History also shows that societies advance quickly and thrive when their beliefs and knowledge work side-by-side to satisfy the human needs necessary. As complexities increase, there is a tendency to pass on the problems and to revert to un-proven fact-free beliefs, thus guaranteeing a cognitive threshold and its subsequent gridlock of solution development. Sound familiar?
Thom Hartmann’s book The Crash of 2016 is another chilling survey of our particular situation in the United States and the world in which we live. In it, Hartmann points out that we are on the brink of the fourth great crash of our economy and its subsequent war.
Thomas Jefferson predicted that periodic revolutions were necessary for any democratic society to flourish and grow. He also said that if the revolution were stalled or blocked, the ensuing crisis would be even more intense.
The pattern for the previous three crashes began with government gridlock followed by an economic meltdown followed by a terrible war followed by major reformation. The crash of 2016, according to Hartmann, will be the result of the current government gridlock we are now observing with jaundiced eyes.
He mentions the gridlock and economic meltdown leading to the Civil War, thus leading to a reformation of our nation, especially regarding slavery and so-called states rights. The Second World War was also preceded by gridlock [1920s] and a Great Depression. That depression, it should be noted, was worldwide.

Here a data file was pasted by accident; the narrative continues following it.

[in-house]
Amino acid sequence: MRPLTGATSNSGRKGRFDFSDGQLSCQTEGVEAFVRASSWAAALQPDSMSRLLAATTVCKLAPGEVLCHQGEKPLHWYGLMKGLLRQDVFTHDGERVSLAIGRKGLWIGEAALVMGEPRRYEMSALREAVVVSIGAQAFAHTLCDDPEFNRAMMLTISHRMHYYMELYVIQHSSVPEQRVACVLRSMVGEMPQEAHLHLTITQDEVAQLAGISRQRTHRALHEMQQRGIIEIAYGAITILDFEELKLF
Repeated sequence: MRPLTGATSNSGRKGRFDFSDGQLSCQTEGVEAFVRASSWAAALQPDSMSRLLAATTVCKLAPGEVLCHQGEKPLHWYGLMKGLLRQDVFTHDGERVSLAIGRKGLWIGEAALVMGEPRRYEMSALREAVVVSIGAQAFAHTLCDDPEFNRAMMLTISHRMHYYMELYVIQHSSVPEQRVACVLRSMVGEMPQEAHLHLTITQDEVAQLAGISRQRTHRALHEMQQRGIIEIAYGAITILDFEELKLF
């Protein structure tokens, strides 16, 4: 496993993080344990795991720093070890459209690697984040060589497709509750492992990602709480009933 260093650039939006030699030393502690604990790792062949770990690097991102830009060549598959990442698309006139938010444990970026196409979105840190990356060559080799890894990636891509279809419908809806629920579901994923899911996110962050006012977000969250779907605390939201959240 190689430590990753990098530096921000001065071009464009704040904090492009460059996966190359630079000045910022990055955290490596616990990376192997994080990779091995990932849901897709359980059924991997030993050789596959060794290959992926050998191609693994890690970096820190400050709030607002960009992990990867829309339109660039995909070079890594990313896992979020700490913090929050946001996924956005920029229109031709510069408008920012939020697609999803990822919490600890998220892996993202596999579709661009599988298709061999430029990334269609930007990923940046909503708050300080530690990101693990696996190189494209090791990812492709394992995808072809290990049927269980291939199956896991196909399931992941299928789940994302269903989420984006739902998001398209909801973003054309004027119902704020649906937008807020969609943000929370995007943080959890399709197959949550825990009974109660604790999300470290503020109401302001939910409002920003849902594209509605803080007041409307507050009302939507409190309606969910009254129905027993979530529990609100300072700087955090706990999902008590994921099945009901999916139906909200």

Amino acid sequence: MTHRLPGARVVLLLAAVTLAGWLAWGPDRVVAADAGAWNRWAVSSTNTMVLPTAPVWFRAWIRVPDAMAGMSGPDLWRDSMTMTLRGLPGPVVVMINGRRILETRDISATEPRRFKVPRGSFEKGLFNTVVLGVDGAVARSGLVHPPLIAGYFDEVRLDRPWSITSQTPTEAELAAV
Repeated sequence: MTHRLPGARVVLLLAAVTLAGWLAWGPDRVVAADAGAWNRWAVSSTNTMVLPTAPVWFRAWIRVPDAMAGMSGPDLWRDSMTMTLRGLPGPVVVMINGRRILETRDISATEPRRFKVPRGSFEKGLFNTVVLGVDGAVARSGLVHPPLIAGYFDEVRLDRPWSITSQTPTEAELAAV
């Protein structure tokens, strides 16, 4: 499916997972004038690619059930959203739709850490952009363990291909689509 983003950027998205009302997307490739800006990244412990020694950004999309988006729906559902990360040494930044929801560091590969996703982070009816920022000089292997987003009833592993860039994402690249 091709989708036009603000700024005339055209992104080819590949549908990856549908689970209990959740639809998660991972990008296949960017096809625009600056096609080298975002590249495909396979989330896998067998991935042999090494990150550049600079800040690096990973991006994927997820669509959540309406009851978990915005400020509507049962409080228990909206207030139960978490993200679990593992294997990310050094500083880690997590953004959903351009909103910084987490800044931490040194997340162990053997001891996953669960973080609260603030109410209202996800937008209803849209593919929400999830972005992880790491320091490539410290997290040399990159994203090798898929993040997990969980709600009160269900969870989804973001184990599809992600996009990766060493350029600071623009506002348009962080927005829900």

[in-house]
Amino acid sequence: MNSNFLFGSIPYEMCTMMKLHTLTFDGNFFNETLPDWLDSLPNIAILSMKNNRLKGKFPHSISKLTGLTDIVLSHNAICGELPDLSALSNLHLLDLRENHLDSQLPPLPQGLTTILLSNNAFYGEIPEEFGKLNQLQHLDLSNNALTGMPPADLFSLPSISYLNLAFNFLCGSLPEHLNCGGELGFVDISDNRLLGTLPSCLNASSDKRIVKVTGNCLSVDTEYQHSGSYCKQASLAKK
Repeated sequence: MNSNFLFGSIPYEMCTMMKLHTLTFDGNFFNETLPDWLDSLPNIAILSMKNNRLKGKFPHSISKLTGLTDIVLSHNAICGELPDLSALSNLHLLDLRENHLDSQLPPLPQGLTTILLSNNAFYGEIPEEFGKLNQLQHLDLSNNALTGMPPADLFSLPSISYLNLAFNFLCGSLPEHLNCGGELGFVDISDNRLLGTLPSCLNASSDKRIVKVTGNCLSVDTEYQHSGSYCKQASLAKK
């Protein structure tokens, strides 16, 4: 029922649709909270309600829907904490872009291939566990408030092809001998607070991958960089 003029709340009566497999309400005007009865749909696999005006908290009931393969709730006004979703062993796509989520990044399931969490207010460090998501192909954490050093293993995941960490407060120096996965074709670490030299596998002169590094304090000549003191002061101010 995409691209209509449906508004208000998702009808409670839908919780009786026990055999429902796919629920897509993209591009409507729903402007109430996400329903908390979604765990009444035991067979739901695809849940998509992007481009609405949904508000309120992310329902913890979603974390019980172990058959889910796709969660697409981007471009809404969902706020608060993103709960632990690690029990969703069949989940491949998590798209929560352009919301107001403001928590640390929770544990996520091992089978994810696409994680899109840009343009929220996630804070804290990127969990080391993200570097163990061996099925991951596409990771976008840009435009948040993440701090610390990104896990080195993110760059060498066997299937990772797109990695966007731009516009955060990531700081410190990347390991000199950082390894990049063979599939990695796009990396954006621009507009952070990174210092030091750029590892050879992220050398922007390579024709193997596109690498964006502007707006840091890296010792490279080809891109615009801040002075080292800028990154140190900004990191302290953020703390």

The patterns defined by Costa and Hartmann have some things in common, namely gridlock [cognitive threshold] followed by the passing on of problems and increasing complexity to subsequent generations to solve. Except they don’t get solved.
We’ve all heard the memes about how technology will rescue us from all our ills, yet the reality of climate change is still ignored by those who flaunt their power over this and other issues, like fulfilling their Constitutional duties by filling the Supreme Court.
The resurgence of religious beliefs in our political discourse is a recapitulation of the Mayan collapse. Ted Cruz, for example, trots out his father who says he hears God’s voice telling him his son must become president of the United States. Now, rational people get it that this stuff gets most people into padded rooms and fed soft food, but Ted gets funded by the Koch Brothers who have a reformation of their own in mind: A free-market, theological oligarchy. That mouthful of words really describes the ultimate outcome for suspended problem solving in that it completely ignores all of history, the Constitution and how democratic economics work.